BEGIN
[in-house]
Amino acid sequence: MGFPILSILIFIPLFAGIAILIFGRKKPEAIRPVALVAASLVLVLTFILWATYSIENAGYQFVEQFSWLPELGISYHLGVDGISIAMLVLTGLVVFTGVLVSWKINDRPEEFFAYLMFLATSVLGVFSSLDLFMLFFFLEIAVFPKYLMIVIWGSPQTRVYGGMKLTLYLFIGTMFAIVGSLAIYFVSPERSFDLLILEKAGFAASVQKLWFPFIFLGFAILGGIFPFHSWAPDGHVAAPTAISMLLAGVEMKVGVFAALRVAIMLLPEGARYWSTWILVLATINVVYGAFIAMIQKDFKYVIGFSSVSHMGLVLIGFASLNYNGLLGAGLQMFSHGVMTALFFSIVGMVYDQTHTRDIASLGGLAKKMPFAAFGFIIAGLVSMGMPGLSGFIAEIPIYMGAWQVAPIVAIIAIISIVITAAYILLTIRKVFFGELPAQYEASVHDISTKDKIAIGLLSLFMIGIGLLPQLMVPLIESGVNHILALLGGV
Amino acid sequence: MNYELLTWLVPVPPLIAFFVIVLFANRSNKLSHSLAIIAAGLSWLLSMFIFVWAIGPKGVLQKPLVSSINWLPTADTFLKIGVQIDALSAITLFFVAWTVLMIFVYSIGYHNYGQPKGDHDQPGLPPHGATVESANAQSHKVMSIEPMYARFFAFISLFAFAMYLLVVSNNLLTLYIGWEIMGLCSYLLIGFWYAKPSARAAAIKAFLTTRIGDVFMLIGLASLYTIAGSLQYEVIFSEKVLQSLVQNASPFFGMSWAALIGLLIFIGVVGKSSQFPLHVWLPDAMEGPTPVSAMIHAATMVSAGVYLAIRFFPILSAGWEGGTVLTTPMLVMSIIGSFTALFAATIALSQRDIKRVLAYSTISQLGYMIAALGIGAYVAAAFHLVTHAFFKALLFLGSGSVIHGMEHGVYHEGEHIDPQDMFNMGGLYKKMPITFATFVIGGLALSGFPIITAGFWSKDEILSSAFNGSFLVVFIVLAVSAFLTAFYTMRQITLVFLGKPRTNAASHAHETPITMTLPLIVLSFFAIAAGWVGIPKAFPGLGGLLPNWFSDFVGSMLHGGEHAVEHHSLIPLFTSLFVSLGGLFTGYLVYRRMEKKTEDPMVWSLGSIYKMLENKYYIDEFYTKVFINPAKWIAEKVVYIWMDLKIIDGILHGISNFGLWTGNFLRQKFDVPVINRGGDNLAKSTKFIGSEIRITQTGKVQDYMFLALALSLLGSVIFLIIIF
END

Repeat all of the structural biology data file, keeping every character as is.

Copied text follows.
[in-house]
Amino acid sequence: MGFPILSILIFIPLFAGIAILIFGRKKPEAIRPVALVAASLVLVLTFILWATYSIENAGYQFVEQFSWLPELGISYHLGVDGISIAMLVLTGLVVFTGVLVSWKINDRPEEFFAYLMFLATSVLGVFSSLDLFMLFFFLEIAVFPKYLMIVIWGSPQTRVYGGMKLTLYLFIGTMFAIVGSLAIYFVSPERSFDLLILEKAGFAASVQKLWFPFIFLGFAILGGIFPFHSWAPDGHVAAPTAISMLLAGVEMKVGVFAALRVAIMLLPEGARYWSTWILVLATINVVYGAFIAMIQKDFKYVIGFSSVSHMGLVLIGFASLNYNGLLGAGLQMFSHGVMTALFFSIVGMVYDQTHTRDIASLGGLAKKMPFAAFGFIIAGLVSMGMPGLSGFIAEIPIYMGAWQVAPIVAIIAIISIVITAAYILLTIRKVFFGELPAQYEASVHDISTKDKIAIGLLSLFMIGIGLLPQLMVPLIESGVNHILALLGGV
Amino acid sequence: MNYELLTWLVPVPPLIAFFVIVLFANRSNKLSHSLAIIAAGLSWLLSMFIFVWAIGPKGVLQKPLVSSINWLPTADTFLKIGVQIDALSAITLFFVAWTVLMIFVYSIGYHNYGQPKGDHDQPGLPPHGATVESANAQSHKVMSIEPMYARFFAFISLFAFAMYLLVVSNNLLTLYIGWEIMGLCSYLLIGFWYAKPSARAAAIKAFLTTRIGDVFMLIGLASLYTIAGSLQYEVIFSEKVLQSLVQNASPFFGMSWAALIGLLIFIGVVGKSSQFPLHVWLPDAMEGPTPVSAMIHAATMVSAGVYLAIRFFPILSAGWEGGTVLTTPMLVMSIIGSFTALFAATIALSQRDIKRVLAYSTISQLGYMIAALGIGAYVAAAFHLVTHAFFKALLFLGSGSVIHGMEHGVYHEGEHIDPQDMFNMGGLYKKMPITFATFVIGGLALSGFPIITAGFWSKDEILSSAFNGSFLVVFIVLAVSAFLTAFYTMRQITLVFLGKPRTNAASHAHETPITMTLPLIVLSFFAIAAGWVGIPKAFPGLGGLLPNWFSDFVGSMLHGGEHAVEHHSLIPLFTSLFVSLGGLFTGYLVYRRMEKKTEDPMVWSLGSIYKMLENKYYIDEFYTKVFINPAKWIAEKVVYIWMDLKIIDGILHGISNFGLWTGNFLRQKFDVPVINRGGDNLAKSTKFIGSEIRITQTGKVQDYMFLALALSLLGSVIFLIIIF